The Self-Dramatizing Style of Morris Engel

A one-day retrospective traces how the filmmaker’s struggles informed generations of independent cinema.

The techniques and styles of American independent filmmaking owe much to the work of Morris Engel and Ruth Orkin, which gets a one-day retrospective at Metrograph on April 8, the centenary of Engel’s birth (he died in 2005). In 1952, Engel and Orkin, who worked as photographers, co-directed, with their friend Ray Ashley, the vastly influential independent film “Little Fugitive”; they married during the course of its production. Despite its acclaim (the filmmakers received an Oscar nomination for the story, and the film was later cited by François Truffaut as an inspiration for the French New Wave), the couple had trouble finding money for their second film, “Lovers and Lollipops.” Engel also struggled to finance the 1958 feature “Weddings and Babies,” which he made without Orkin’s participation (she had returned to still photography), and which dramatizes the difficulties faced by a couple planning to marry and make independent films. It’s a seminal entry in the now-familiar genre of an aspiring filmmaker’s first-person story.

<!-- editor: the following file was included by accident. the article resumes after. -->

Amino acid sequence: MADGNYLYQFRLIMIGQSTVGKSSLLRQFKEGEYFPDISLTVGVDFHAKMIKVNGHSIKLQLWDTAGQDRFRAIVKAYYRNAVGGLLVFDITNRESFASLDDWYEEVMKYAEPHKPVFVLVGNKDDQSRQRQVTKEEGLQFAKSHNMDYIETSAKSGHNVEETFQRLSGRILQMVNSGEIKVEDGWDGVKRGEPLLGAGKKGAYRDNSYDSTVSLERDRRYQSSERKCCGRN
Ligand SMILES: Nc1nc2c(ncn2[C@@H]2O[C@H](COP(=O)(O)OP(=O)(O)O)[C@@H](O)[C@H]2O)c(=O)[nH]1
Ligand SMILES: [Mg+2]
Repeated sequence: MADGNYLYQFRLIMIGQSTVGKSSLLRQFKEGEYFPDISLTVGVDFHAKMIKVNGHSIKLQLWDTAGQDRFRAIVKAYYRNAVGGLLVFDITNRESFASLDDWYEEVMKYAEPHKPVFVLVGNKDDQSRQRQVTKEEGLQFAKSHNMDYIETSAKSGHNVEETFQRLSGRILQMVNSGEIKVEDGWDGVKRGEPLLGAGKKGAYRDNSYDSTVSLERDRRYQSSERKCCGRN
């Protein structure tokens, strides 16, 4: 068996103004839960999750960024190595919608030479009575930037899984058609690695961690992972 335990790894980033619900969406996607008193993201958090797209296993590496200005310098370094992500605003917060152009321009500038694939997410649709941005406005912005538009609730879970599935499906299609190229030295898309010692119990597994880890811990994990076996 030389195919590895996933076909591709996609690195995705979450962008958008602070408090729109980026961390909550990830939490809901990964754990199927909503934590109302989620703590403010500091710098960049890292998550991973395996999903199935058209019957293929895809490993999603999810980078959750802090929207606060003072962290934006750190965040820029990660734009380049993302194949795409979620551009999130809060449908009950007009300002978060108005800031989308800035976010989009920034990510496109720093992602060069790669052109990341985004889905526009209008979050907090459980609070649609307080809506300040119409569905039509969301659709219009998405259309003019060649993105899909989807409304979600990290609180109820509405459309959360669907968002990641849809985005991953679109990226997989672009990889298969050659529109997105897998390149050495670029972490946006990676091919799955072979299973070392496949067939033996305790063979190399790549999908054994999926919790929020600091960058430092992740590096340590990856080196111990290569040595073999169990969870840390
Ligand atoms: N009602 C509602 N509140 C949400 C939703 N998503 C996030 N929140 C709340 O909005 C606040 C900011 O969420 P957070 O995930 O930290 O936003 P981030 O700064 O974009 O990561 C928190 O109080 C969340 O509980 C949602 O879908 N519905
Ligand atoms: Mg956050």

For “Weddings and Babies,” Engel did his own cinematography using a handheld camera, made to his specifications, that was outfitted to record synchronous sound—a major innovation that he deployed to substantial dramatic ends and that also plays an onscreen role in the story. The title refers to the storefront studio of a commercial photographer named Al (John Myhers), who runs it with his girlfriend, Bea (Viveca Lindfors). They’ve been together for three years, and Bea, who’s about to turn thirty, is impatient to get married. But the thirty-four-year-old Al, who dreams of making films, sinks his bankroll—on which he and Bea could have started a household—into a new movie camera that, he says, will both help his business and launch his career in filmmaking.
Engel’s technical and dramatic imagination rises to a frenzied pitch in a wrenching discussion between Bea and Al, in which she voices her frustrations with him and with her own life, and he responds with petulant and juvenile indignation. Lacerating domestic battles such as this one, filmed with the kind of confrontational intimacy that Engel’s equipment enabled, would soon be a defining trait of independent filmmaking. Moreover, a pair of tragicomic scenes centered on the fragility of Al’s equipment set a template for generations of self-dramatizing filmmakers. 
This article appears in other versions of the April 9, 2018, issue, with the headline “Work-Life Balance.
AIPAD Show – April 5 – 8
Annual photography show at Pier 94. Several galleries will have Morris Engel’s photographs at their booths. Stephen Daiter Gallery from Chicago will display three of Morris’ photos as part of a Photo League show. His work is also included in a new catalog “NOTED PHOTOS: A Selection of Vintage Photographs from The Photo League.” In addition, Howard Greenberg Gallery, Richard Moore and PDNB Gallery will have some of his photos available.
The Screening Room at AIPAD 
I curated a film program for AIPAD, and Morris Engel: The Independent and Ruth Orkin: Frames of Life will be playing throughout the show in The Screening Room.